I’d like to introduce Aaron Ward, a debut author who has independently published Upriver, Downriver, described by one Amazon reviewer like this: “The phrase ‘coming of age’ is slapped onto so many lukewarm portrayals of growing up these days, but this story nails it.” Aaron kindly answered all of my “Five Questions,” which is a series of interviews with self-published and traditionally published science fiction and fantasy authors. If you’re a published author, and you’d like to participate, learn the details on my blog’s Promote Your Book page.
1. Do you remember the first character you created? Tell me about him/her/it.
I don’t know if it was my first, but I remember writing a short story in high school, and I believe the main character’s name was ‘Dan Hauser.’ Dan was a cop, and the story involved him coming home and being attacked by a monster of some kind. It was a big hit at the time.
2. How did you feel when you saw your work in print / electronic form for the first time?
I don’t think I felt anything too extreme. I was a little excited and a little nervous. It was self-publishing and I didn’t know much about marketing, so I knew I would be flinging the book out into the void more than anything.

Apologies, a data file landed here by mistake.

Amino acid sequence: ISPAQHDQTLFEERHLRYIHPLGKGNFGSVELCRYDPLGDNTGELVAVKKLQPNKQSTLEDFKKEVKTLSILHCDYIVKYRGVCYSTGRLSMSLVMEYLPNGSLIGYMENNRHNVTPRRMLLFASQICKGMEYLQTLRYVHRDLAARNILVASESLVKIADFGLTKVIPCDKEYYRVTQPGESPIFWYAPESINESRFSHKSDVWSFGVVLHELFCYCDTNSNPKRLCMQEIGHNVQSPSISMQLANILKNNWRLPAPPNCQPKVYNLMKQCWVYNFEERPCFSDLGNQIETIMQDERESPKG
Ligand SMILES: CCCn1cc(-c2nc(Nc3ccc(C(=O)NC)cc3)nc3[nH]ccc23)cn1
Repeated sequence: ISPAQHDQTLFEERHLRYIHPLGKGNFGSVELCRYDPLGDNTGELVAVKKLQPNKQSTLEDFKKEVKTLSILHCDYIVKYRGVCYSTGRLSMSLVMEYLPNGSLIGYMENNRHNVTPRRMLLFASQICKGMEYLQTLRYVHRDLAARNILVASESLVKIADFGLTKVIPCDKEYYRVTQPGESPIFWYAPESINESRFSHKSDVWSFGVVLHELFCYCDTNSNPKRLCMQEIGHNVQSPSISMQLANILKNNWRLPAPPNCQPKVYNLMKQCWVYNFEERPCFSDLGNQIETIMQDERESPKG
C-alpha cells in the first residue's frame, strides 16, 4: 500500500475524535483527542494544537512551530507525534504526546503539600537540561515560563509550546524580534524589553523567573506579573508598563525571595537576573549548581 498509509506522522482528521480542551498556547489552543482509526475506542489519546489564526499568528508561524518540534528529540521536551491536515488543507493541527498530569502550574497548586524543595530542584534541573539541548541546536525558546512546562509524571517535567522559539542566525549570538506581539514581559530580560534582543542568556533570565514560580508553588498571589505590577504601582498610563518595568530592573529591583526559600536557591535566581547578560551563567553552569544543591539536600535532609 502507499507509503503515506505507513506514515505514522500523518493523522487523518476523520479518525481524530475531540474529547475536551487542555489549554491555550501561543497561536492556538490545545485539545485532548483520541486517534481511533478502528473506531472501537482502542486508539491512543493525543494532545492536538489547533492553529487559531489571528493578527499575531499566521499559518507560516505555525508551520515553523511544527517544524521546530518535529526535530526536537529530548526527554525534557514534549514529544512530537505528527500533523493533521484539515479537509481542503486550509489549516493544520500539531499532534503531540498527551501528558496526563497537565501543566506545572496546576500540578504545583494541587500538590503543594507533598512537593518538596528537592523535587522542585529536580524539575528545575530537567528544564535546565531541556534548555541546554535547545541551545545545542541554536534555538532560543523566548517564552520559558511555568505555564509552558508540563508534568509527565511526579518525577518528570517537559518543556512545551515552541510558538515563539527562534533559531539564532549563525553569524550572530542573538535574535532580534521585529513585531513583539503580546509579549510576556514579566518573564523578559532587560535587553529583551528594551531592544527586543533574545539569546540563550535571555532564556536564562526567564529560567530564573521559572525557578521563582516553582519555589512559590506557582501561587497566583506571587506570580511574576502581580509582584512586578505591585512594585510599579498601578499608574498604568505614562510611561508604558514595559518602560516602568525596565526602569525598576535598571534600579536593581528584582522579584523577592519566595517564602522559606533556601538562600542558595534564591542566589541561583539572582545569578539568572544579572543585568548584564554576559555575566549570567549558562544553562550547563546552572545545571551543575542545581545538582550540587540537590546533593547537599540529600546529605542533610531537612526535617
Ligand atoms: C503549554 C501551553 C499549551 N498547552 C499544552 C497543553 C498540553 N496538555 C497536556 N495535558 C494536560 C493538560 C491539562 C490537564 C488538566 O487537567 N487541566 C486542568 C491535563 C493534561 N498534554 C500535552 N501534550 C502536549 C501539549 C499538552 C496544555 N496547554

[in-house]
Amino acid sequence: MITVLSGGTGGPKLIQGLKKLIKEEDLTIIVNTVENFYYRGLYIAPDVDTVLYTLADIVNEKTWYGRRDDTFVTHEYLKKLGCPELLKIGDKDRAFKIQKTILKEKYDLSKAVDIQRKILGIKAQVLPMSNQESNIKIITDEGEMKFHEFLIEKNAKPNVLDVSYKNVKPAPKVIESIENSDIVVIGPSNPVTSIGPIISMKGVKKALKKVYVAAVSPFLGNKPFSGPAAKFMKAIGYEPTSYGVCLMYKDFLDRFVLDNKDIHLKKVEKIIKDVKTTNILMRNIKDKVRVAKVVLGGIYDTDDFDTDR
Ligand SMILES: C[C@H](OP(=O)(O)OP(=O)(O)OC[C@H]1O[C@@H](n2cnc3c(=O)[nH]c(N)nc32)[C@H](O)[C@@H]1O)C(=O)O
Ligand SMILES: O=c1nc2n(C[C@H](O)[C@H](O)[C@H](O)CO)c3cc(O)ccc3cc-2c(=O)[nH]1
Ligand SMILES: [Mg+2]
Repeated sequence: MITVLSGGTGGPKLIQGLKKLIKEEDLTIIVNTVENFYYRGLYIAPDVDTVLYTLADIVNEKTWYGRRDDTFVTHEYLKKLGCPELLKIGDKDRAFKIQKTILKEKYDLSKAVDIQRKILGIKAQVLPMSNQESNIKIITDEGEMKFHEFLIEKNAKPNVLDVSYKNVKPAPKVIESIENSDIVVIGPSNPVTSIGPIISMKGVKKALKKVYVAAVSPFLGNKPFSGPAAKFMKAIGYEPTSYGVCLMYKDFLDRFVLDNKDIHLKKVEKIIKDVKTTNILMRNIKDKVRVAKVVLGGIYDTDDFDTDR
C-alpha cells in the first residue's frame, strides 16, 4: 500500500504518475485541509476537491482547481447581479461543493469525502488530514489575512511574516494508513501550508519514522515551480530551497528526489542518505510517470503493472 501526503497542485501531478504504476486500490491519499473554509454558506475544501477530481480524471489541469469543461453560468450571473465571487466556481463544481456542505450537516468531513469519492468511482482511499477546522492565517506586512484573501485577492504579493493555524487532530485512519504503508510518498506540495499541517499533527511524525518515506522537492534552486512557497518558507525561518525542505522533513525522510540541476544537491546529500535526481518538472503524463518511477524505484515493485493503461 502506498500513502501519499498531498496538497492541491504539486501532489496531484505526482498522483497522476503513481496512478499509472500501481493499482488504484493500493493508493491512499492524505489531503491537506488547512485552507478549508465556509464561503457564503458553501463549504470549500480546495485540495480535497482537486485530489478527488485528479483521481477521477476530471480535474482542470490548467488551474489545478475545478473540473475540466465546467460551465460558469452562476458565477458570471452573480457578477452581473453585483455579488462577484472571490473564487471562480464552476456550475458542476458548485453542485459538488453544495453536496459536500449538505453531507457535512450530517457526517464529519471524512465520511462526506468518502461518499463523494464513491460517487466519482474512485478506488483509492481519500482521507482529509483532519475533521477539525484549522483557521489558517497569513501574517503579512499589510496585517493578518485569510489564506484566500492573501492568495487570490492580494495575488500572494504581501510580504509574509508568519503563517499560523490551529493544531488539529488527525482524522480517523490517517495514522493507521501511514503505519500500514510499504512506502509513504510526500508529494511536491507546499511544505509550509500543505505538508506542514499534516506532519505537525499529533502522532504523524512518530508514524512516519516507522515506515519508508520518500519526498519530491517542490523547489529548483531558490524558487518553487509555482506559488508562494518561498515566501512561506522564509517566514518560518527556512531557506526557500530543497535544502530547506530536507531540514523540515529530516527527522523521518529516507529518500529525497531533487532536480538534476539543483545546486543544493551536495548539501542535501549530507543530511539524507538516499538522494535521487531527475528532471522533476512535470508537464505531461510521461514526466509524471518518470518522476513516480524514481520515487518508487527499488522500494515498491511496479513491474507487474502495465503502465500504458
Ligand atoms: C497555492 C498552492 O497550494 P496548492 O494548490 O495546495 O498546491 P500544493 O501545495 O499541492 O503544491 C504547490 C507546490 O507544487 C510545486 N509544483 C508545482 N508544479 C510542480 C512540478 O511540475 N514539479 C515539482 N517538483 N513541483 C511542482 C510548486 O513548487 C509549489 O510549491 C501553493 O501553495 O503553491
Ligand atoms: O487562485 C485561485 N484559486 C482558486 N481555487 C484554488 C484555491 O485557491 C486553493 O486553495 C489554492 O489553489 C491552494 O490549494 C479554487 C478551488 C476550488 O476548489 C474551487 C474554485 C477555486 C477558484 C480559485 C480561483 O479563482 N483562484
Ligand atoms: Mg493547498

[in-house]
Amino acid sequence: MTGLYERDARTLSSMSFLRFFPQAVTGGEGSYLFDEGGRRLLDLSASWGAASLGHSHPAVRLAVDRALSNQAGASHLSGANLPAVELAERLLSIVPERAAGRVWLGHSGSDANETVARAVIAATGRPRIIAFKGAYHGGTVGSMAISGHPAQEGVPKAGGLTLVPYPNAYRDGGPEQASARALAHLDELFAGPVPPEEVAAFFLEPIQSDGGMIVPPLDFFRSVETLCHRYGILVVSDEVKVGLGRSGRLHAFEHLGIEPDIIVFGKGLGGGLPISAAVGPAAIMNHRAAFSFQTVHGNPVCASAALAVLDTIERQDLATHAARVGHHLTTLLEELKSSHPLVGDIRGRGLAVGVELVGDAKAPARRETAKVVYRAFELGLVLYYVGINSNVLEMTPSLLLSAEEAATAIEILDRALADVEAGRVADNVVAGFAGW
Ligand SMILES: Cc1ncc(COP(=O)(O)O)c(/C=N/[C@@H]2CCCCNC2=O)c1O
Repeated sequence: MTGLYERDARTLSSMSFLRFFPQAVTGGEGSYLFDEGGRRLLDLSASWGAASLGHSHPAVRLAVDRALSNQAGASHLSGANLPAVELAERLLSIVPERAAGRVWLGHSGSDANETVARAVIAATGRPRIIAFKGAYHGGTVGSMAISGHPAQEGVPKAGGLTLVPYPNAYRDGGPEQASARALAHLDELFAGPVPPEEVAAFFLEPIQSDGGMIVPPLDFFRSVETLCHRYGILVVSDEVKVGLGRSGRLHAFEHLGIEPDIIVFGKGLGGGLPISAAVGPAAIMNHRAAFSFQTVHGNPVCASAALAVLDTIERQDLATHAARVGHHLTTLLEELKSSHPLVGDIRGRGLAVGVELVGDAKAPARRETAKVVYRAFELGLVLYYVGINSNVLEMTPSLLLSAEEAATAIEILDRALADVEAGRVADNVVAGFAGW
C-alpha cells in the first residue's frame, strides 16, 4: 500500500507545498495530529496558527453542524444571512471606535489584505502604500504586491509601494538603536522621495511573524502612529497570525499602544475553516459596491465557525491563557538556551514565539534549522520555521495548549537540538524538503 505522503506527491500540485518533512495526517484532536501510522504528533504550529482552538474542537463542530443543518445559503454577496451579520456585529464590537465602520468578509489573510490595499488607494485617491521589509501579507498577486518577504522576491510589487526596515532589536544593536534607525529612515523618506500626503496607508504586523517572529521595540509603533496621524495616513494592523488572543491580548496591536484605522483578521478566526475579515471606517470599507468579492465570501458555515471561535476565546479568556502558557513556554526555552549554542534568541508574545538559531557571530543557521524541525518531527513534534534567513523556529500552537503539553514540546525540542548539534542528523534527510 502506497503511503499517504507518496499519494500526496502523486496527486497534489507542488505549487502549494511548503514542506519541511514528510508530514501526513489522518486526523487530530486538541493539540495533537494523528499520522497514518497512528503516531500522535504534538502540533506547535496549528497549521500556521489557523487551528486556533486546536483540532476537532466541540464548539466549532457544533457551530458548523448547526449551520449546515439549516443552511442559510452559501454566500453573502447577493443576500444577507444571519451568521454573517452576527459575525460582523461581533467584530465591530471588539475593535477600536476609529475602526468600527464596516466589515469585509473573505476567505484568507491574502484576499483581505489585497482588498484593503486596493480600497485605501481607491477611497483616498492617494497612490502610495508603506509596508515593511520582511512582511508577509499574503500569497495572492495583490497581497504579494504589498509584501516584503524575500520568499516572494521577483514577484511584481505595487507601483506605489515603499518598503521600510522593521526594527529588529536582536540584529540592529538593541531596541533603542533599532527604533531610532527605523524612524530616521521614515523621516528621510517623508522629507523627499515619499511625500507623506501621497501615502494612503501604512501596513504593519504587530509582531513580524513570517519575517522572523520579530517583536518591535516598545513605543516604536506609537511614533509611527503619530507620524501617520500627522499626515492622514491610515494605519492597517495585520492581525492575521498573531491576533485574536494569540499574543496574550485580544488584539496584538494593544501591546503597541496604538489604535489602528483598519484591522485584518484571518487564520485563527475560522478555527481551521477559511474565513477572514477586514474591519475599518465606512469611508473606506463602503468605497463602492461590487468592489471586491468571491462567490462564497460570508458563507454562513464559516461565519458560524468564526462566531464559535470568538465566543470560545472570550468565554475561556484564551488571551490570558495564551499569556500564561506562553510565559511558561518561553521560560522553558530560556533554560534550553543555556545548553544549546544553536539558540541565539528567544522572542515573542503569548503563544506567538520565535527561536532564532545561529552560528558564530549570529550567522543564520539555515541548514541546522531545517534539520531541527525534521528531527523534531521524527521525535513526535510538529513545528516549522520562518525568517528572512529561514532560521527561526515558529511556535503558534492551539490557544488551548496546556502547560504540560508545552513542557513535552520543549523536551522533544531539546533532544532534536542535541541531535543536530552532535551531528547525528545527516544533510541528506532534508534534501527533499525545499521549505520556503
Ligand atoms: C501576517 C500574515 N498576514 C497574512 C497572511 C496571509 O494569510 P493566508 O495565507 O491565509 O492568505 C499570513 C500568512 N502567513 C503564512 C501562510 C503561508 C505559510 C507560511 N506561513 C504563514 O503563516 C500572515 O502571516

Spend time with your grandparents and listen to their stories.
3. What is your favorite piece of advice for new writers?
Don’t trust politicians or the media. Spend time with your grandparents and listen to their stories.
4. If you were king/queen, what would you change about the publishing world?
I don’t know, because I think what problems there are in the publishing world seem to be indicative of the problems with society as a whole. No more celebrity memoirs would be a good start.
5. What is your next project? Timeline?
Woof! That’s a question I’ve been asking myself. I’m at a crossroads, where the things I need to thrive, both personally and in my writing, things like a space of my own, a measure of financial stability, etc, are lacking; and writing just doesn’t pay the bills right now. I have no idea what I’m doing with my life. I do have one project in mind, but I don’t know when I’ll pull the trigger and work on it in earnest.
Bonus question: If you could reincarnate as another writer, living or dead, who would it be?
I would rather reincarnate as some sort of ape. Maybe one of the infinite number of monkey’s banging on a typewriter in aims of cooking up Shakespeare.
Thank you, Aaron! If you have any questions for Aaron, post them in the comments section.